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Amazon Inspire Digital Educational Resources. Amazon Rapids Fun stories for kids on the go. And yet he seems not overcome, Although, as yet, his voice be dumb. And still,—and pale—and silently Did Parisina wait her doom;[] How changed since last her speaking eye Glanced gladness round the glittering room, Where high-born men were proud to wait— Where Beauty watched to imitate Her gentle voice—her lovely mien— And gather from her air and gait The graces of its Queen: Then,—had her eye in sorrow wept, A thousand warriors forth had leapt, A thousand swords had sheathless shone, And made her quarrel all their own.

Can she command, or these obey? All silent and unheeding now, With downcast eyes and knitting brow, And folded arms, and freezing air, And lips that scarce their scorn forbear, Her knights, her dames, her court—is there: And he—the chosen one, whose lance Had yet been couched before her glance, Who—were his arm a moment free— Had died or gained her liberty; The minion of his father's bride,— He, too, is fettered by her side; Nor sees her swoln and full eye swim Less for her own despair than him Those lids—o'er which the violet vein Wandering, leaves a tender stain, Shining through the smoothest white That e'er did softest kiss invite— Now seemed with hot and livid glow To press, not shade, the orbs below; Which glance so heavily, and fill, As tear on tear grows gathering still[rb][] XI.

And he for her had also wept, But for the eyes that on him gazed: His sorrow, if he felt it, slept; Stern and erect his brow was raised. Whate'er the grief his soul avowed, He would not shrink before the crowd; But yet he dared not look on her; Remembrance of the hours that were— His guilt—his love—his present state— His father's wrath, all good men's hate— His earthly, his eternal fate— And hers,—oh, hers! Else had his rising heart betrayed Remorse for all the wreck it made. My life must linger on alone; Well,—let that pass,—there breathes not one Who would not do as I have done: Those ties are broken—not by me; Let that too pass;—the doom's prepared!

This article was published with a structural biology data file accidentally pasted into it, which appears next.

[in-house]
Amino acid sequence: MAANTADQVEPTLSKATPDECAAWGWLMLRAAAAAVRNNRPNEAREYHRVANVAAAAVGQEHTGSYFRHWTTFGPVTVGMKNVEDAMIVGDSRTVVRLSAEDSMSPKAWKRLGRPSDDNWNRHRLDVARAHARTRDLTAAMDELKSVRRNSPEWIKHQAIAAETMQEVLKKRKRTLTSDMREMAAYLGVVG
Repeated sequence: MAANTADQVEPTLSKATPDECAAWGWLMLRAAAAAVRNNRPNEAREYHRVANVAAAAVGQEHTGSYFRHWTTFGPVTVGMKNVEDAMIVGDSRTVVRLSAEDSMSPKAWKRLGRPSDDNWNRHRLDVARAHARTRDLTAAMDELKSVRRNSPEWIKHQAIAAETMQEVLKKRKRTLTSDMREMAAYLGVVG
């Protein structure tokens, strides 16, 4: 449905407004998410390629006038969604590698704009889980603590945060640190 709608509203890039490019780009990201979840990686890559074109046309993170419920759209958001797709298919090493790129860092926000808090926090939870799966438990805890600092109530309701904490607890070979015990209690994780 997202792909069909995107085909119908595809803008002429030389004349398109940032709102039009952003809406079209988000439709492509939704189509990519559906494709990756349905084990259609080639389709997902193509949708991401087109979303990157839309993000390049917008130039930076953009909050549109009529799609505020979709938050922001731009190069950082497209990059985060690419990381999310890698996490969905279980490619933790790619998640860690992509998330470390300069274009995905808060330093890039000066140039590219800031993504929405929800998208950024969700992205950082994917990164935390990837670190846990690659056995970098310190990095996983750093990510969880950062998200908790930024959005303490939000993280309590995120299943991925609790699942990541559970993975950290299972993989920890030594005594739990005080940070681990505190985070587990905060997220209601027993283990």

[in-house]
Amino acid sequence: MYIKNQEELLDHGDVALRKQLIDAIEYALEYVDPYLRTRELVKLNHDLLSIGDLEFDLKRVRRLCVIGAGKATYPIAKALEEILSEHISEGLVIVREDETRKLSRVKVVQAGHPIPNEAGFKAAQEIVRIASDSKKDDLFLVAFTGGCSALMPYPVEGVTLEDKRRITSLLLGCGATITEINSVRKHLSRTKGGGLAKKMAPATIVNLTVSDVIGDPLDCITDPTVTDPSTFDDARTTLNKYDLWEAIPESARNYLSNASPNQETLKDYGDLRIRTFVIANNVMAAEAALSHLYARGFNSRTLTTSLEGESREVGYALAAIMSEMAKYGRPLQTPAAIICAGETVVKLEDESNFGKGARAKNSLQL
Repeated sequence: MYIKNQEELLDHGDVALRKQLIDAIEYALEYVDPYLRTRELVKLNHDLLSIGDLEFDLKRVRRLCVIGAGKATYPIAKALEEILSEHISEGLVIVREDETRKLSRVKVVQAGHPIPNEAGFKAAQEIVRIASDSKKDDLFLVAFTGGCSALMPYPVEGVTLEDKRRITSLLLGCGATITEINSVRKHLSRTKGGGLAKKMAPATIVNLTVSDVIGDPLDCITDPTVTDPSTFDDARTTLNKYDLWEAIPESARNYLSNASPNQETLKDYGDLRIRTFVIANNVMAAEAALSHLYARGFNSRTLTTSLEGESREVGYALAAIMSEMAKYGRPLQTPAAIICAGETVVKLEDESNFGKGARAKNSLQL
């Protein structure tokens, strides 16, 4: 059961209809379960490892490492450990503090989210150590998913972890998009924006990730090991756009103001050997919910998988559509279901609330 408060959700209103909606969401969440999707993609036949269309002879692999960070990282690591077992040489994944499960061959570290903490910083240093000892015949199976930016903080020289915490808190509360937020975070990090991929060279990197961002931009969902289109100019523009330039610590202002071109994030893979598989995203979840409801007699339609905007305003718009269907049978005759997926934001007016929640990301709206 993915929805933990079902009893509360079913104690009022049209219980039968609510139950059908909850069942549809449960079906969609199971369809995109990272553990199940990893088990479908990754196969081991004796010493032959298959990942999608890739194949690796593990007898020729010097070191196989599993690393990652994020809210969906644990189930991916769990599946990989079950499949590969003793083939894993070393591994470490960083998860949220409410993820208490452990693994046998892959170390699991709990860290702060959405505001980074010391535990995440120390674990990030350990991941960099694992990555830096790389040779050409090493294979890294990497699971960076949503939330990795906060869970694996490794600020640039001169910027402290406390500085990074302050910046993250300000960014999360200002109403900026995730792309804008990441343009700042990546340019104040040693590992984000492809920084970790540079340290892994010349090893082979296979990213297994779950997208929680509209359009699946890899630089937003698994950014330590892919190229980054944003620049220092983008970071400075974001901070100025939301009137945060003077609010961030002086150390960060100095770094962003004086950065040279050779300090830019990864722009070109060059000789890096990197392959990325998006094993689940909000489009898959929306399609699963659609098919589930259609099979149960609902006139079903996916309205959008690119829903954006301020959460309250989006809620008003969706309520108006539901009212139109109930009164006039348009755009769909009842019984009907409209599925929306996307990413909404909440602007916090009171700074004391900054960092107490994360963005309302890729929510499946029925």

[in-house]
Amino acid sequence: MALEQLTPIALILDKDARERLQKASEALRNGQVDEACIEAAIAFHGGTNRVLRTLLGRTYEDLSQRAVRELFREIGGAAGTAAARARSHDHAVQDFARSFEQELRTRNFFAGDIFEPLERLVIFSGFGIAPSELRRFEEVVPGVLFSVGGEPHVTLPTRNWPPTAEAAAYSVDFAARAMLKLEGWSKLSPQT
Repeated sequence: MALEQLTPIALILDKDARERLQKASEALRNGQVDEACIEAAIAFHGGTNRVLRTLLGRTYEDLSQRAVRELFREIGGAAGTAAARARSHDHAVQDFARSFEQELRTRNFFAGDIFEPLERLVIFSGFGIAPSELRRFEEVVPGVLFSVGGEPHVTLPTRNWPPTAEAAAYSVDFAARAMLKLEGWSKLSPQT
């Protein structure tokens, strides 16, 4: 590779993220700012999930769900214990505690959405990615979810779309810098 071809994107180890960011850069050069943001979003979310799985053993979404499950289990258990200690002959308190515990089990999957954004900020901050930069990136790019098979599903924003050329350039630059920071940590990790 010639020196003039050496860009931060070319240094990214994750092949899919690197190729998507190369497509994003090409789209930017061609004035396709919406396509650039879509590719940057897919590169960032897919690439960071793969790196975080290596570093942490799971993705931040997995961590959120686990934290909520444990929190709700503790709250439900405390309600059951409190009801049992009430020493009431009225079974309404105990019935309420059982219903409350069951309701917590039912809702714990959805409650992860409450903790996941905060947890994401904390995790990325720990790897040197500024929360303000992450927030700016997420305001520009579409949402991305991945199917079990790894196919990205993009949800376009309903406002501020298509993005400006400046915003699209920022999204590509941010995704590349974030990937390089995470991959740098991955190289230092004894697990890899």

Hugo, the priest awaits on thee, And then—thy crime's reward! Before its evening stars are met, Learn if thou there canst be forgiven: Its mercy may absolve thee yet. But here, upon the earth beneath, There is no spot where thou and I Together for an hour could breathe: I will not see thee die— But thou, frail thing! I cannot speak the rest: Her broken heart—my severed head— Shall witness for thee from the dead How trusty and how tender were Thy youthful love—paternal care.

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I had a sword—and have a breast That should have won as haught[] a crest As ever waved along the line Of all these sovereign sires of thine. Not always knightly spurs are worn The brightest by the better born; And mine have lanced my courser's flank Before proud chiefs of princely rank, When charging to the cheering cry Of 'Este and of Victory!


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From thee this tamelessness of heart— From thee—nay, wherefore dost thou start? See what thy guilty love hath done! Repaid thee with too like a son! I am no bastard in my soul, For that, like thine, abhorred control; And for my breath, that hasty boon Thou gav'st and wilt resume so soon, I valued it no more than thou, When rose thy casque above thy brow, And we, all side by side, have striven, And o'er the dead our coursers driven: The past is nothing—and at last The future can but be the past;[] Yet would I that I then had died: For though thou work'dst my mother's ill, And made thy own my destined bride, I feel thou art my father still: And harsh as sounds thy hard decree, 'Tis not unjust, although from thee.